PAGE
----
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A slap at Philip Roth – or a dig at American writers?

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Eric Thayer/Reuters

(Read caption) Booker International judge Carmen Callil wrote that she would have liked to see the prize go to a nonnative English-language writer, rather than to “yet another American author.”

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Is the Booker International Prize controversy a dig at American writers?

Sure, literary prizes often stir controversy, but this year’s Man Booker International Prize incited a firestorm when a judge withdrew from the judging panel over its decision to award American Philip Roth the fourth Man Booker Prize and $100,000 award.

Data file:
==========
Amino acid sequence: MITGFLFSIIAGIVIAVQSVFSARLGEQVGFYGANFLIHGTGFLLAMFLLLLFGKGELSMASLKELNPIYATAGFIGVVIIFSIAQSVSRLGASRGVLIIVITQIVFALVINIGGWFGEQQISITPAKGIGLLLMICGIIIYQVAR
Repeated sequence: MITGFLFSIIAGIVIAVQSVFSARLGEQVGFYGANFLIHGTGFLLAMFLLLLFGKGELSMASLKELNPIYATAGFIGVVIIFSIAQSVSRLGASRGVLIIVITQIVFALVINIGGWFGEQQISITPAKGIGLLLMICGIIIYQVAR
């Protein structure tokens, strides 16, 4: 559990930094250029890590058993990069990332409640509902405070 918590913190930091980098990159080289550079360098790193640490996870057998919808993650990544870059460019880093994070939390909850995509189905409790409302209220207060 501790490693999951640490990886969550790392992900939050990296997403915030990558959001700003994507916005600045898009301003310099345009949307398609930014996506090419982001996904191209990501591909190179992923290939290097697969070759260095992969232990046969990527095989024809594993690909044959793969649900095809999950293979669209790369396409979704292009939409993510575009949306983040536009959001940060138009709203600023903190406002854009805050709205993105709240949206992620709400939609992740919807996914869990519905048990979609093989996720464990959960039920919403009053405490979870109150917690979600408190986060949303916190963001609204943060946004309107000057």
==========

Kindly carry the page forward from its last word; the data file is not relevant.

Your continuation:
Author and publisher Carmen Callil retired from the panel Wednesday following its announcement that Mr. Roth, cited as the “most decorated living American writer,” would be the prize’s fourth recipient.

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“I don’t rate him as a writer at all,” Ms. Callil told the Guardian newspaper. “I made it clear that I wouldn’t have put him on the longlist, so I was amazed when he stayed there.” She went on to say that Roth “goes on and on and on about the same subject in almost every single book. It’s as though he’s sitting on your face and you can’t breathe.”

Her comments immediately triggered an uproar, and added another chapter of controversy to a historical debate over international literary prizes and the merits (or demerits) of American writers.

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